The ABA Standing Committee on Ethics and Professional Responsibility has approved the use of group-coupon or deal-of-the-day marketing programs by lawyers. In Formal Opinion 465 (Oct. 21, 2013), the committee considered marketing programs such as Groupon and Amazon Local that allow would-be clients to prepay a marketing organization for legal services. After receipt, the organization shares a portion of the payment with a participating lawyer who then provides the services. Said the committee:
Lawyers may seek to obtain new clients through these marketing organizations’ activities. However, a lawyer must exercise great care to ensure that both the offer and any resulting representation comply with all obligations under the Model Rules, including avoiding false or misleading statements and conflicts of interest, providing competent and diligent representation, and appropriately handling all money received.
To avoid lawyer disciplinary problems, the committee suggested the following:
- Assure that the portion of the prepayment that the marketing organization retains is no more than the “reasonable” cost of advertising. If the portion retained is too large, it may be considered fee sharing with nonlawyers in violation of Rule 5.4.
- Assure that the deal-of-the-day offer is not false or misleading in violation of Rule 7.2(c). For example, a lawyer should define the scope of the services included, disclose whether the deal is transferable and describe the circumstances under which the lawyer will refund the purchase price.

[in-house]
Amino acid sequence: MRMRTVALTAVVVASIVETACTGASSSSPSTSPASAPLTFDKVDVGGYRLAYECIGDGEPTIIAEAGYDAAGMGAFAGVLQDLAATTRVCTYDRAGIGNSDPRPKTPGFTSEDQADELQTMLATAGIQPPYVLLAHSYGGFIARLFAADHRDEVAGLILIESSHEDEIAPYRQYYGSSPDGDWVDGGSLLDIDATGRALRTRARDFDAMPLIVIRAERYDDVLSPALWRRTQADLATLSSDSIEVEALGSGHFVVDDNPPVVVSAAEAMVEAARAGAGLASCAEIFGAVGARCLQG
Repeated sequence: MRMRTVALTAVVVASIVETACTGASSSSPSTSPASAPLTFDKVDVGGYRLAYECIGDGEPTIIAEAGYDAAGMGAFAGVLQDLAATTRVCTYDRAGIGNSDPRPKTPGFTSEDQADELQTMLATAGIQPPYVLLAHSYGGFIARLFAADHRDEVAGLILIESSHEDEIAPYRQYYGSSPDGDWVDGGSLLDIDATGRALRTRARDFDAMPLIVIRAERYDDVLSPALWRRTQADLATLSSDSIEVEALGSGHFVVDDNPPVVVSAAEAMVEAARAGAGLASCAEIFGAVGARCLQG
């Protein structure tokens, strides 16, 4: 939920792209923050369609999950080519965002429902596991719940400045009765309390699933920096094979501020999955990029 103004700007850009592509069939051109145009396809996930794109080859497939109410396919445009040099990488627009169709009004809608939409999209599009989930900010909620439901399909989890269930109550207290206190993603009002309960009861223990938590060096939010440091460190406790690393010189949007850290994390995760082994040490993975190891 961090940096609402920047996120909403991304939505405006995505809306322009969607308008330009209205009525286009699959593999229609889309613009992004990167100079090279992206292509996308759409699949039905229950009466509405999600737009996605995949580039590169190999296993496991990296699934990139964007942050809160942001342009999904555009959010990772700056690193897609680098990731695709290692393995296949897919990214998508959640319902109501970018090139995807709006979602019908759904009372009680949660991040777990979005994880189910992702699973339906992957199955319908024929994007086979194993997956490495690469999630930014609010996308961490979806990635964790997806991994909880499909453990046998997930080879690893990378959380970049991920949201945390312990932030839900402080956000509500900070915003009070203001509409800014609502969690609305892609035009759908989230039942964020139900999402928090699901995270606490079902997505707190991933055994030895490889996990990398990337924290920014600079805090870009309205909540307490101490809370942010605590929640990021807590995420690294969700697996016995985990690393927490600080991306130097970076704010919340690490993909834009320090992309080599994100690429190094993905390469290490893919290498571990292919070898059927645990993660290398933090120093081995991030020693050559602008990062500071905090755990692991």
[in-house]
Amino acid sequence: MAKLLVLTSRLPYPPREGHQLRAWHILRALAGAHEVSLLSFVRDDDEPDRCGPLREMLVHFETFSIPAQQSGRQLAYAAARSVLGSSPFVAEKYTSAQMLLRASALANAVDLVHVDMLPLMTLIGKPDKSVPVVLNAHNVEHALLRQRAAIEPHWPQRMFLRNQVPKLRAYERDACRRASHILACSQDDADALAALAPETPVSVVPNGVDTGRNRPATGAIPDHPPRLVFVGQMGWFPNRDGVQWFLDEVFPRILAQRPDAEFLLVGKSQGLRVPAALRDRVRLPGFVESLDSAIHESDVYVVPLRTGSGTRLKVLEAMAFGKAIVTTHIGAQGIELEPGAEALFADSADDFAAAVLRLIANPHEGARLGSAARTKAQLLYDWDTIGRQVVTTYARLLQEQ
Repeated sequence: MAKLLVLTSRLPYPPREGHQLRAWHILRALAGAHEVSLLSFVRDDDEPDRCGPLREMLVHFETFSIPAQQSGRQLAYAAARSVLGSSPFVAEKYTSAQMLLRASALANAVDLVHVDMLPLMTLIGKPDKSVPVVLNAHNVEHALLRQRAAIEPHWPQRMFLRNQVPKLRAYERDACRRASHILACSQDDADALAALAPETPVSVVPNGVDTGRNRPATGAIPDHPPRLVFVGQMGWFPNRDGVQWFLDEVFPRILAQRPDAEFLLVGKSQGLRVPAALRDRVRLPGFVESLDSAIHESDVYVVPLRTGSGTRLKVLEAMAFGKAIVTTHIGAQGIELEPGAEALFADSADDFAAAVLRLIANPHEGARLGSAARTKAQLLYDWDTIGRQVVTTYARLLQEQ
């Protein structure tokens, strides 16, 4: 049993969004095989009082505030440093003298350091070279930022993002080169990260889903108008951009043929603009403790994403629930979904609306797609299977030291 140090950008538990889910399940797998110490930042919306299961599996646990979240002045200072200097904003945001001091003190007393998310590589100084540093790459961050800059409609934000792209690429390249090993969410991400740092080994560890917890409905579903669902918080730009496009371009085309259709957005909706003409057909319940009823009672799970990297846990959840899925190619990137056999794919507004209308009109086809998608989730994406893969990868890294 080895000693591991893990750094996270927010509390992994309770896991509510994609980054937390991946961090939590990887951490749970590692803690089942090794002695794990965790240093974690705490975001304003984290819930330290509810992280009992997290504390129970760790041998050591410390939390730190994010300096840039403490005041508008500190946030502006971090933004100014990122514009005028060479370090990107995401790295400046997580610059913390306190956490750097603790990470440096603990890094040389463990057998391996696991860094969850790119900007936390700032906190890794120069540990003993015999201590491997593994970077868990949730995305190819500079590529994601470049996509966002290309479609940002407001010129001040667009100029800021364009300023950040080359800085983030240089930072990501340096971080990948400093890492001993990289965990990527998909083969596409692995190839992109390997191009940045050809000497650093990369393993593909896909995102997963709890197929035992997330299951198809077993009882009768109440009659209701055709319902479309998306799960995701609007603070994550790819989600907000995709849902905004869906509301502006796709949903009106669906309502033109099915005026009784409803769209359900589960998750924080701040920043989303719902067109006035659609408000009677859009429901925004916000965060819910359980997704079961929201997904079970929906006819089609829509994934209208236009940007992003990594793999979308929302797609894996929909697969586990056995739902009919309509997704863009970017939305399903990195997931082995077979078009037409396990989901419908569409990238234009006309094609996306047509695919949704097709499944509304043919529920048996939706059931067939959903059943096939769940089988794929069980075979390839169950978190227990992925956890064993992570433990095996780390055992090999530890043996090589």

- Assure that deal purchasers understand that no actual or prospective lawyer-client relationship will be formed until the lawyer actually consults with the client, clears conflicts and executes a formal engagement agreement.
- Assure that the lawyer limits the quantity and type of services offered to those matters that the lawyer can handle competently and diligently in compliance with Rule 1.1 and Rule 1.3.
- Assure that prepaid legal fees are placed in trust if required by Rule 1.15.
- Assure that all monies paid by purchasers that are not earned are fully refunded.
While this opinion is informative, remember that the ABA Standing Committee on Ethics and Professional Responsibility has no authority whatsoever to bless any lawyer’s conduct—particularly the conduct of a lawyer practicing in Louisiana. Louisiana’s advertising rules differ markedly from the ABA rules interpreted by the committee. In fact, they are among the most detailed and restrictive in the country. For these reasons, a Louisiana lawyer should not consider this opinion a green light to engage in deal-of-the-day internet marketing.